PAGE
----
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    Before Asian Games, Hangzhou Students Tutor Elderly in English

    From students tutoring their grandparents to public transportation staff undergoing English training, Hangzhou is abuzz with preparation for the multi-sport event.

    Zhu Liangyou, a tenth grader at a vocational school in Hangzhou in the eastern Zhejiang province, has a blackboard set up at home. On it are sample sentences like “welcome to Hangzhou” and “where is the toilet?” 

    But he’s not practicing for himself; rather, it’s part of his summer homework — he’s teaching his grandparents English, all in anticipation of the upcoming Asian Games in Hangzhou this September. 

    The homework assignment was an initiative by Zheng Jiannan, Zhu’s teacher. “The Hangzhou Asian Games are coming soon. And I believe learning English is important, especially spoken English,” Zheng told the Hangzhou Daily. 

    He added the assignment would not only help citizens communicate with international guests better, but also foster a deeper connection between students and their family members.

    In Hangzhou, Zheng’s assignment is just one example of how the host city for the 19th Asian Games is preparing for the event. The city is buzzing with preparation: from upgrading infrastructure and transportation to mobilizing its citizens, ensuring everything is ready for China’s largest sports event of the year.

    According to Zhu, teaching his grandfather English was initially difficult. While the blackboard helped, he also encouraged other family members to communicate in English. “My grandfather is usually very talkative. By using this method, he will gradually speak with us in English,” Zhu told the Hangzhou Daily.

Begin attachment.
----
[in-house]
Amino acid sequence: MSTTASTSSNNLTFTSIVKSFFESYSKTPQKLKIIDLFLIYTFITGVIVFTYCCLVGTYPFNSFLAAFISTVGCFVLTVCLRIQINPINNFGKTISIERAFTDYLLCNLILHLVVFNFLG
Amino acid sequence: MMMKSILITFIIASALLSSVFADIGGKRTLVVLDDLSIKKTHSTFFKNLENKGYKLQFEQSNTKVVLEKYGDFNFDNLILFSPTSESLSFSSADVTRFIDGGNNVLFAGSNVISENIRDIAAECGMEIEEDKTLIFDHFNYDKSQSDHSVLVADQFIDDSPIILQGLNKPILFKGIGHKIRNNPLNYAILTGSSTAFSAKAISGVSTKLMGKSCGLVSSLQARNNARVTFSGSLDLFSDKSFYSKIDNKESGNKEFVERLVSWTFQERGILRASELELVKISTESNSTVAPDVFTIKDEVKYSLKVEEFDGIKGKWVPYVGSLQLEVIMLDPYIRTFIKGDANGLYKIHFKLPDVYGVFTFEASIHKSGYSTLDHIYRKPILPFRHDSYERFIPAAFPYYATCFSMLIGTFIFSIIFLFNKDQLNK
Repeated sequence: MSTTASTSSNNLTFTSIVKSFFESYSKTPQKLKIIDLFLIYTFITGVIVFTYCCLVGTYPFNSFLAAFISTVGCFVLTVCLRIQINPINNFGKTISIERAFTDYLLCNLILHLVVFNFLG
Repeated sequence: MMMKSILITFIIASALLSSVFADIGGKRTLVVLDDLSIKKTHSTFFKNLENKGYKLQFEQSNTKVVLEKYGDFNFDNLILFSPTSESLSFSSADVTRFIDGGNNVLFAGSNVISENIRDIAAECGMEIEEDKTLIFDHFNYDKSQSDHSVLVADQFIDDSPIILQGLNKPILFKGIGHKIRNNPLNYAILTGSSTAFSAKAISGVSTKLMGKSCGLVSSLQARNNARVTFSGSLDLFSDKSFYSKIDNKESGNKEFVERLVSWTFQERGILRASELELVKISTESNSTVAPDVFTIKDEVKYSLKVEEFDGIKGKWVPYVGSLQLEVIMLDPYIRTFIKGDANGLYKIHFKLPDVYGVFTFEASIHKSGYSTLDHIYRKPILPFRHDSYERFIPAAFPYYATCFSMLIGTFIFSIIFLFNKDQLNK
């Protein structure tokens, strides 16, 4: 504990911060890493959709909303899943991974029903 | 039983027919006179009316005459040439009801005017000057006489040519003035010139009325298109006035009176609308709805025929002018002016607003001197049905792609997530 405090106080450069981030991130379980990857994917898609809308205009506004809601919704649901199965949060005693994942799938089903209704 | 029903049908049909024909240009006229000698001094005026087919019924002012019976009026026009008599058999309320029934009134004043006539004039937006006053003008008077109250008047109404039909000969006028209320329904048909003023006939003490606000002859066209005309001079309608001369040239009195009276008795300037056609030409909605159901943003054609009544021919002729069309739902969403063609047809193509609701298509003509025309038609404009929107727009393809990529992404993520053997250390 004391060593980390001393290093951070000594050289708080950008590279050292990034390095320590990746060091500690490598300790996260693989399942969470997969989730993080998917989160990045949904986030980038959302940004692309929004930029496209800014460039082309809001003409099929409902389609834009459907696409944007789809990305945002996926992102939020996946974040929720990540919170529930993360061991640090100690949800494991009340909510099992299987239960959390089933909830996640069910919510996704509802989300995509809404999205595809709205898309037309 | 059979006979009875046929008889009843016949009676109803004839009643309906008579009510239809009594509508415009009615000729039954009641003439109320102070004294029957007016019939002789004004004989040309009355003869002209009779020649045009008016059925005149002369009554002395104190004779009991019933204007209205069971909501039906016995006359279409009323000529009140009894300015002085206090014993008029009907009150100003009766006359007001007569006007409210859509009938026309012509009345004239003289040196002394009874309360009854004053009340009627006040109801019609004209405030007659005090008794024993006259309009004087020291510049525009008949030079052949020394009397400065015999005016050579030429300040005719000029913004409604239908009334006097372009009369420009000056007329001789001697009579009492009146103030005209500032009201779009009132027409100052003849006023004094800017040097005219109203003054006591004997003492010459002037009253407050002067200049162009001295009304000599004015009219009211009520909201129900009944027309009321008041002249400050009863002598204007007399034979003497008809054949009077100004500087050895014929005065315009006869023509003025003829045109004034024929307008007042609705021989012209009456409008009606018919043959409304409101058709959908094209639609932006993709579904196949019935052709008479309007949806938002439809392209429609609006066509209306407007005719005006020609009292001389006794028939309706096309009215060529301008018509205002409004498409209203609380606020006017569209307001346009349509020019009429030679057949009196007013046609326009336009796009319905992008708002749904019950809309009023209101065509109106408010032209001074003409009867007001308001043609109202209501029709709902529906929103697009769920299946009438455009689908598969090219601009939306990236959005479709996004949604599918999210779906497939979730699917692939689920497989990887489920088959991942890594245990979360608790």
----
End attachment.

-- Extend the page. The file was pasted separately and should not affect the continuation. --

After nearly a month of teaching, Zhu shared that his grandfather can now fluently say English sentences like “West Lake is very famous in Hangzhou.”

    Chen Yufan, another student from the vocational school, adopted a different approach: He tailored the curriculum for his grandparents and created tables of English vocabulary with corresponding phonetic symbols.

    “The elderly think differently from the young. I found that using teaching methods that cater to their characteristics was very effective,” he said. 

    The vocational school isn’t the only one emphasizing English. The Hangzhou Public Transport Group has distributed an English training handbook to its staff, covering essential vocabulary related to the names of the Asian Games venues, handling emergencies, famous scenic spots, and major street names in Hangzhou. 

    The handbook also provides daily dialogues in English that are matched with Chinese characters so that beginners can pick the language up quickly. 

    A member of staff at the company told Jiupai News Monday that all public transportation employees are attending an English training session. “It’s an honor to be holding the Asian Games in Hangzhou,” said the staff member. “As a public transportation company, we need to improve our ability to serve people.”

    To guarantee and enhance the quality of municipal services during the Asian Games, other city workers in areas including sanitation and administrative law enforcement have also been learning basic English. 

    First held in 1951, the continental multi-sport event, which will be held between Sept. 23 and Oct. 8, is expected to create three Asian Games records: never before has the event been held on such a large scale, with the number of athletes expected to exceed 13,000; it will have the highest number of sports categories, with a total of 40; and it will be the most widespread event, with one host city and five co-host cities. 

    Editor: Apurva. 

    (Header image: Students teaching their elderly relatives English in Hangzhou, Zhejiang province, July 2023. From @杭州日报 on Weibo)